Web Law Predictions for 2010

At the end of each year, I try to find some time to consider growing trends and how each might play out the following year. I’m just beginning that process now, and honestly, I’m not even close to a complete list. For those items I do have, however, I thought it might be interesting to present them in the form of predictions. And then with any luck, others here at Slaw might consider adding an item or two of their own!

So here we go:

More Social in our Enterprise Software: We know some of these features are in the works already, including Microsoft’s social connector, and rumblings that LexisNexis Interaction is looking to extract more value from LinkedIn and online web relationship tools. This should be a big trend in 2010. Expect a push for ‘social’ integrations from all types of enterprise software in the legal industry. As the number of lawyers participating in these web communities increases, smart firms will look to cull the data, and get smarter from it.

Real Time Web replaces Social Web: Within our vocabulary, and probably more. Just as law firms & enterprise software are catching onto ‘social’, expect some early adopters to distance themselves from the term, and proceed to align with the next big thing. The ‘real time’ web is about instant response and feedback. Launch a product, make an announcement, and then watch the pundits react. Google’s addition of popular twitter topics into the search results is just the beginning. Every industry, including legal, should expect a bigger ‘peanut gallery’ of commentators in 2010. The real time web will also push us to publish faster (or at least make us feel like we should). Those with the skill to draft insightful responses quickly, and then push those comments out onto ‘the circuit’, will see success.

Mobile Web Becomes Important: The mobile web made some major inroads in 2009, but I expect it to become a priority in 2010. By year’s end, expect to be sick of iPhone application launches from the legal industry – both from vendors and law firms. Also expect an increase in law firms launching mobile versions of their website, mobile friendly extranets, and hopefully in all this – something innovative and useful! Internally, I’ll go out on a limb, and predict that 2010 will be the year a law firm somewhere will declare smart phones to be a security risk, jamming transmission internally or banning usage from inside the firm.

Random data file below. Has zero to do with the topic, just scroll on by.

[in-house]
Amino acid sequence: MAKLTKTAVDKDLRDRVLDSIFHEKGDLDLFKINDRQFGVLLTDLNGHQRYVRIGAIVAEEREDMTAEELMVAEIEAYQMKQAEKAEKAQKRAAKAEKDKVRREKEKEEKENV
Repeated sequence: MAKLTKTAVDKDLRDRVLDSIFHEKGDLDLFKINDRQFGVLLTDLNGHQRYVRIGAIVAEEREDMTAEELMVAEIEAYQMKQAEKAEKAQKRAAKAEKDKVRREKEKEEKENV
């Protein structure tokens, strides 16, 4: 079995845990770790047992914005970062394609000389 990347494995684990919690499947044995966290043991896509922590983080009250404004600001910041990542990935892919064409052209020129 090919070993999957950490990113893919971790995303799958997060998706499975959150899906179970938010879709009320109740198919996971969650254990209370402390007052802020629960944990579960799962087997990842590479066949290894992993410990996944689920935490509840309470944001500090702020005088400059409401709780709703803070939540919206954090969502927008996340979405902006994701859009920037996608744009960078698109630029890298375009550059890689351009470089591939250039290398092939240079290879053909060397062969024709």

Mashups Finally Prevail: The more granular published web content becomes, the more I expect (and hope) developers see value in adding context. Last year, I wrote a post on active collections and got very excited about the concept – i.e. powerful filters that help monitor pre-chosen online sources for a particular subject matter. … So this may be wishful thinking, but I’d love 2010 to be the year that filtered mashups for legal topics finally get some overdue attention.

Real Time Spam Ramps-up Production: As mentioned above, ‘real time’ is going to be the rage this year, especially with Bing & Google sprinkling social media updates into their results. Obviously, the next step for this mainstream acceptance is mainstream spam. Expect #hashtag search tracking in Twitter to be taken to the next level for formal events. As an example, you may need to be become an approved tweeter before attending a conference and being able to contribute to the comment stream.

The Tablet Web Debuts: If you haven’t heard yet, 2010 is expected to be the year of the tablet – think: a 10-inch iPod touch screen. I’m actually putting off buying a new laptop because of it; and expect this to be a watershed moment in computing. Very important to this transition, to me, will be how the web adapts. How will touch technology change web interaction and web design in general? Will new delivery vehicles emerge? Subscription models? Or will the infrastructure of Apple’s app store (or the Kindle for that matter) become a revenue replacement for magazine content? 2010 isn’t going to answer all these questions, but it is exciting because they’re ALL up for grabs!

Happy holidays to all my friends at Slaw!



  1. Steve, do you expect the itablet to replace your laptop? Will it have a keyboard? From the little I’ve read on the itablet, it will be an additional gadget rather than one which replaces for example my iphone and laptop, and will be more like a multi-tasking e-book reader. Thoughts?

  2. Hi Lesley. Yes I do, but I also expect it won’t be that way ‘out of the box’. As this article suggests, a bluetooth wireless keyboard would a required extra.

    And if that same keyboard eventually worked with my iphone/touch, I could choose which device to bring and whether a keyboard was even required before I left the house.

    I’m also the guy that didn’t like the idea of a touch keyboard when I first got an iPhone; and now like predictive typing & find it reasonably fast. So I’ll try to reserve judgement on the tablet’s touch keyboard until I get to play.